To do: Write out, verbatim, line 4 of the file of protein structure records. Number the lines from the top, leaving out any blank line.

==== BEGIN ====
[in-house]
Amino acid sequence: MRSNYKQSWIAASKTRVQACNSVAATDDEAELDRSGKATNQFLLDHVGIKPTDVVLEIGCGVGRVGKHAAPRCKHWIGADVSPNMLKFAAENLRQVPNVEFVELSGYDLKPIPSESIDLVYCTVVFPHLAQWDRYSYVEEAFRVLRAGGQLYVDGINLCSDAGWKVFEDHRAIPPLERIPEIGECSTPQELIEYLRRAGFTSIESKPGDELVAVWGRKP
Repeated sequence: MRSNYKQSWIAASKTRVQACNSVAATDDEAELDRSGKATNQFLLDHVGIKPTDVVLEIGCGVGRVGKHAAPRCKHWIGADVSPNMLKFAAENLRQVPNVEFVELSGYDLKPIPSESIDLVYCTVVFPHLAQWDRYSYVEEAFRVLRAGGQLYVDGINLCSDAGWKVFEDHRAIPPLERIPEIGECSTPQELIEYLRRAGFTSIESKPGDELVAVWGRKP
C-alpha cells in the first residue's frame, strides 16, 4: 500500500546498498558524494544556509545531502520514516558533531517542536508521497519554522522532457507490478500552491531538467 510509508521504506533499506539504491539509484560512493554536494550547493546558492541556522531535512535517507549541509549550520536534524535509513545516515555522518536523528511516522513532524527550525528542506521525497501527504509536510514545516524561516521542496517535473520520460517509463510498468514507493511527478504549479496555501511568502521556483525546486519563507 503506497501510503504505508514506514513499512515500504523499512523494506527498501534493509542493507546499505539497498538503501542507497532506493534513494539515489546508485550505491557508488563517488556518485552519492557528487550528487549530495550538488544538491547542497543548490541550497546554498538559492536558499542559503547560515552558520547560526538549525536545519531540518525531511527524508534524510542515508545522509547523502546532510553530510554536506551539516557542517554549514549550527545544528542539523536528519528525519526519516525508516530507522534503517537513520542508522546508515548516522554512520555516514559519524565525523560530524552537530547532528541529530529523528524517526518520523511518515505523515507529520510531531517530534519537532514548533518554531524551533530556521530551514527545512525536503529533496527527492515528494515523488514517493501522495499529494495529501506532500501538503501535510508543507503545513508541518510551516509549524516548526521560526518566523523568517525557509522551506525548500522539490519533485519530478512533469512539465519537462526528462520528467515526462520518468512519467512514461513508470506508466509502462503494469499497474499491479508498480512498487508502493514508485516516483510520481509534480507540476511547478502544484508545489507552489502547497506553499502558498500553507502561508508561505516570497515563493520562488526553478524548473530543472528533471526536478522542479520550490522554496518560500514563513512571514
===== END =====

C-alpha cells in the first residue's frame, strides 16, 4: 500500500546498498558524494544556509545531502520514516558533531517542536508521497519554522522532457507490478500552491531538467 510509508521504506533499506539504491539509484560512493554536494550547493546558492541556522531535512535517507549541509549550520536534524535509513545516515555522518536523528511516522513532524527550525528542506521525497501527504509536510514545516524561516521542496517535473520520460517509463510498468514507493511527478504549479496555501511568502521556483525546486519563507 503506497501510503504505508514506514513499512515500504523499512523494506527498501534493509542493507546499505539497498538503501542507497532506493534513494539515489546508485550505491557508488563517488556518485552519492557528487550528487549530495550538488544538491547542497543548490541550497546554498538559492536558499542559503547560515552558520547560526538549525536545519531540518525531511527524508534524510542515508545522509547523502546532510553530510554536506551539516557542517554549514549550527545544528542539523536528519528525519526519516525508516530507522534503517537513520542508522546508515548516522554512520555516514559519524565525523560530524552537530547532528541529530529523528524517526518520523511518515505523515507529520510531531517530534519537532514548533518554531524551533530556521530551514527545512525536503529533496527527492515528494515523488514517493501522495499529494495529501506532500501538503501535510508543507503545513508541518510551516509549524516548526521560526518566523523568517525557509522551506525548500522539490519533485519530478512533469512539465519537462526528462520528467515526462520518468512519467512514461513508470506508466509502462503494469499497474499491479508498480512498487508502493514508485516516483510520481509534480507540476511547478502544484508545489507552489502547497506553499502558498500553507502561508508561505516570497515563493520562488526553478524548473530543472528533471526536478522542479520550490522554496518560500514563513512571514